It's Crystal and then everyone else. We still have five weeks to go before we can crown her, so it makes sense to quote Crystal's own words: What's the point?
Dear god, this show is still on. And I hate to be the one to say it, but we still have five more weeks. You now get the feeling that folks are sticking with the show only because they're waiting to watch Glee. In any case, seven contestants remain, down to six tomorrow night after a special episode, Idol Gives Back and Boots Off Michael Lynche. This season has been rocky, to say the least, and watching the final seven line up for the evening's show provided a sinking feeling. The cuts of Katelyn Epperly, Alex Lambert, Lilly Scott, etc., are really starting to come back and hurt.
Thankfully, we keep getting off-stage scuttlebutt every few days, and what rocked Idol Nation this week? Crystalgate! Word spread that Bowersox, the clear frontrunner, wanted to abruptly quit the show (“What's the point?” she cried), but she was talked off the ledge by Ryan Seacrest (“You'll be able to buy your mom a house!” he pleaded). No mention of the episode on Tuesday's show, but the story did take attention away from Kara's ongoing quest to be publicly nude. (First her bikini stunt on the show last year, then a Maxim spread a few weeks back, now the Allure “Nude Issue”). Tonight's guest coach was Alicia Keys, who mentored the kids on the supremely vague theme, “inspirational songs”, the lamest producer's move in a season full of them. Here's what went down.
Casey James led off the show with a jazz-blues run through Fleetwood Mac's “Don't Stop”, pushing a Gregg Allman growl about as hard as we've heard. Last week, it had become clear that Casey does the same thing every week, which is sinking Casey's overall stock. There isn't a whole lot Casey can do about it, however, given his limitations as a vocalist. He hasn't sung a single song all season without his guitar, so the judges' pleas for Casey to break out of his rut will be in vain. The judges, by the way, have run out of things to say (and trust me, I understand their plight), but this week they were especially useless. Ellen for example, offered, “It has to be great, and it wasn't great”. You could see Casey thinking, “Thanks, comedienne, I'll work on it”.
Lee Dewyze. We actually saw a slightly different side to Lee this week, and we also learned that Alicia Keys was unfamiliar with “The Boxer”. I very much hated the change Lee made to the melody on the first line; trying to improve on a Paul Simon melody is like deciding one of Monet's water lillies needs touching up. Any version of “The Boxer” has a chance of being lovely, but Lee's rendition wasn't terribly moving. Still, the judges came unglued, with Simon offering what might have been his most effusive praise all season long. It's clear that the judges would like to see a Crystal/Lee faceoff in the finals, which is starting to look very likely.
Tim Urban. How do you solve a problem like Turbo? The judges backed off the kudos for Timmy, even though his version of the Goo Goo Dolls' “Better Days” was pretty much the same caliber that earned Tim admiration from the judges in the last few weeks. The producers/judges have probably played it about right, encouraging voters to keep Tim around as it has been good for the overall show, but having him reach the final five would be embarrassing. This week, he sang a song that fits him, but he resembled a singer in one of those mega-churches that have rock bands instead of choirs. Will the Turbine Engine continue to run? One more week?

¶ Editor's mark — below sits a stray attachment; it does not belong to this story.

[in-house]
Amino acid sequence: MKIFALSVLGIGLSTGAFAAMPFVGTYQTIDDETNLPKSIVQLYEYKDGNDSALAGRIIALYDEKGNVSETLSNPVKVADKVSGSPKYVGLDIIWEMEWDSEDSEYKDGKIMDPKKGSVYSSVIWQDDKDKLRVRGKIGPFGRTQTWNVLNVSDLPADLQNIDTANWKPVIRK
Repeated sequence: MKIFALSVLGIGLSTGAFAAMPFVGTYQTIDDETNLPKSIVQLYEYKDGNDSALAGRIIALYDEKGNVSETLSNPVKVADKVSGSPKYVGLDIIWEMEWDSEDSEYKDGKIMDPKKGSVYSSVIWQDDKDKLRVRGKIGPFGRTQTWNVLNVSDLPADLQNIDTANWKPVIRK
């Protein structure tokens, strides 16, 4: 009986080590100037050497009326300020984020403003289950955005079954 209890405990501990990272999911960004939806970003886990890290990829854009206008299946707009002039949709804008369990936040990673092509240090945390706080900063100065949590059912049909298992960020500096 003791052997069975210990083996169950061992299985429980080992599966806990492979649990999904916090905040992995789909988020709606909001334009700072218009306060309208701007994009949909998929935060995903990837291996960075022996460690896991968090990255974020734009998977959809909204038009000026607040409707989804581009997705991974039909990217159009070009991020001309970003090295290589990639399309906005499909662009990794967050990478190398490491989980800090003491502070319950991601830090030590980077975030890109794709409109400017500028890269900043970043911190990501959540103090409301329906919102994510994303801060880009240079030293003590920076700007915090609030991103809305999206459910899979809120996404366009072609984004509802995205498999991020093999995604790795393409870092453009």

Aaron Kelly. When Seacrest announced that he had survived the cut last week, he acted scared shitless, like he couldn't bear to face one more Yoda joke backstage. But tonight, A. Kelly stepped up and sang R. Kelly's “I Believe I Can Fly” almost like a man. He was clearly trying to really bring it, singing hard and pulling out every vocal trick in his bag. He also looked about as good as he can, refreshingly free of bad hair gimmicks. Hard to believe: This song came out in '96, and Aaron remembers singing it in pre-school.
Siobhan Margus. Marg has gone downhill faster than Lindsey Vonn. This week, she came out dressed like a forest-pixie strumpet. The two-voice thing was back—heavy on the mike-abusing over-enunciation and heavy breathing—for a version of the Whitney/Mariah duet “When You Believe”. I liked her better than the judges, who are doing their best to do away with her, which might put her in trouble on Wednesday. Also killing her: Her assertive, philosophical windbaggery after Ryan's questions. Her friends in the audience, however, remain awesome—this week, she apparently brought a group of deranged soccer rioters.
Michael Lynche. Big Mike held on to the guitar this week, flanked by a string ensemble, for Chad Kroeger's “Hero”, a song that everyone hates. It was cluttered, overwrought, post-grunge drivel that didn't do Michael any favors. In fact, since voters already passed on Mike two weeks ago, it's hard to imagine he's going to generate enough support this week to avoid the bottom of the heap.
Crystal Bowersox. Okay, wait—did you see that? Crystal broke down bawling at the end of “People Get Ready” during the live performance, but then when they played back the recap medley of the evening's peformance clips, it was a totally different tears-free ending. Huh? What is much clearer is that Crystal's dominance over this field is obvious and increasing. She's the only contestant whose performances feel like watching a genuine pro, not someone auditioning and hanging on for dear life. It's Crystal and then everyone else. We still have five weeks to go before we can crown her, so it makes sense to quote Crystal's own words: What's the point?